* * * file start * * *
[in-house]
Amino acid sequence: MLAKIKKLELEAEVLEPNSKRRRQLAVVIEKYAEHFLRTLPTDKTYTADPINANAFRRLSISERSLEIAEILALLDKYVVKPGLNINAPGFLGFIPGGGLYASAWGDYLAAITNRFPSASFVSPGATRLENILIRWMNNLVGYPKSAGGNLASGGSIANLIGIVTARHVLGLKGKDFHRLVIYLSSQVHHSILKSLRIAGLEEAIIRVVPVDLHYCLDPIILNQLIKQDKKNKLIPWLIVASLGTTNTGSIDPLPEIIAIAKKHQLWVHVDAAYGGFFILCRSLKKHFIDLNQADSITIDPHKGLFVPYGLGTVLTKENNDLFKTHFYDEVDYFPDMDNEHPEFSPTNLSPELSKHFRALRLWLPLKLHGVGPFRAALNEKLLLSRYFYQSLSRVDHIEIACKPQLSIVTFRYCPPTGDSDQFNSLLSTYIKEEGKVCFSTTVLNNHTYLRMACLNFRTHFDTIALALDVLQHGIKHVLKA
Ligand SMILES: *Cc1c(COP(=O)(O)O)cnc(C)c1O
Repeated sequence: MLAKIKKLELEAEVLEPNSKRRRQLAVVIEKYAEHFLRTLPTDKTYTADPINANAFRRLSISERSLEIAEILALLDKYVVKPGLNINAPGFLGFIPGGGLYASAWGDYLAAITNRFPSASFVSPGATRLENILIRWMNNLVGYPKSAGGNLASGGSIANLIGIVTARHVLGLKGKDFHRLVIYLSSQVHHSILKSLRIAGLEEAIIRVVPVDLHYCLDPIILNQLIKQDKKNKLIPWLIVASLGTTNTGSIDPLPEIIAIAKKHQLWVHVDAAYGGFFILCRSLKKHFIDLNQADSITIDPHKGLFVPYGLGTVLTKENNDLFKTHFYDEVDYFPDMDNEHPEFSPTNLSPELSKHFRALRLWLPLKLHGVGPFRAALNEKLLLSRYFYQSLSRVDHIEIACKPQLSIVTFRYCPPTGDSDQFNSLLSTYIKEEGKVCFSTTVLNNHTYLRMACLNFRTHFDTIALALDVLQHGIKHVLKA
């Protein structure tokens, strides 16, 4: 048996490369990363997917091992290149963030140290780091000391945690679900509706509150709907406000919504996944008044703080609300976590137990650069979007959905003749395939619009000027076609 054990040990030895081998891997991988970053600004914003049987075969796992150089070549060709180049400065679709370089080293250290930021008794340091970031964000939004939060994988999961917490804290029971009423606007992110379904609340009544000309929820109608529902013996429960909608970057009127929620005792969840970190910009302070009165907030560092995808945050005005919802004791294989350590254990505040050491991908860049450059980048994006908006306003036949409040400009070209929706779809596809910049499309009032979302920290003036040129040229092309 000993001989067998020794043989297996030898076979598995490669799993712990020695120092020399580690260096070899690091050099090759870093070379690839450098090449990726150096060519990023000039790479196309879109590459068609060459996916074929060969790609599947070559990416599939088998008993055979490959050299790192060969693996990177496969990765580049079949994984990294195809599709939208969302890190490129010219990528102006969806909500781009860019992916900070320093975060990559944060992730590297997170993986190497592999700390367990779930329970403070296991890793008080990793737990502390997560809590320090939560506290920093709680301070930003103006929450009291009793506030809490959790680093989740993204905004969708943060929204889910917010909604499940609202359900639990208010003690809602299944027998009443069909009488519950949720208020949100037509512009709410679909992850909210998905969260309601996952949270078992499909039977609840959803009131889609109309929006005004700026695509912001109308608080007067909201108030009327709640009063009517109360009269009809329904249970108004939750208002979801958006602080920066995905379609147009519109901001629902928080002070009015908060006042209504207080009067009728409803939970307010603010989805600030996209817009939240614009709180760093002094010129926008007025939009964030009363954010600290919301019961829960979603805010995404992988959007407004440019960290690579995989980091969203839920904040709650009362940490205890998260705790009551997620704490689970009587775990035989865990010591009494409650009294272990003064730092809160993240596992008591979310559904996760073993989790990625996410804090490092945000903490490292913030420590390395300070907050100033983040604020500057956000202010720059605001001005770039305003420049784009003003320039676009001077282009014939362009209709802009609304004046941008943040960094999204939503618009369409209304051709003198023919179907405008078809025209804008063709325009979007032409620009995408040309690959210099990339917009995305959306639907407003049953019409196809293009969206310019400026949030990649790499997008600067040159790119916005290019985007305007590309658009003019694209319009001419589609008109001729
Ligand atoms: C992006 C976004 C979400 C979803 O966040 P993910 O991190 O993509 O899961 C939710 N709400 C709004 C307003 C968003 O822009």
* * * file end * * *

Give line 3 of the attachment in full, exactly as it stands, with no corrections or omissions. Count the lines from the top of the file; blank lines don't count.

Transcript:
Ligand SMILES: *Cc1c(COP(=O)(O)O)cnc(C)c1O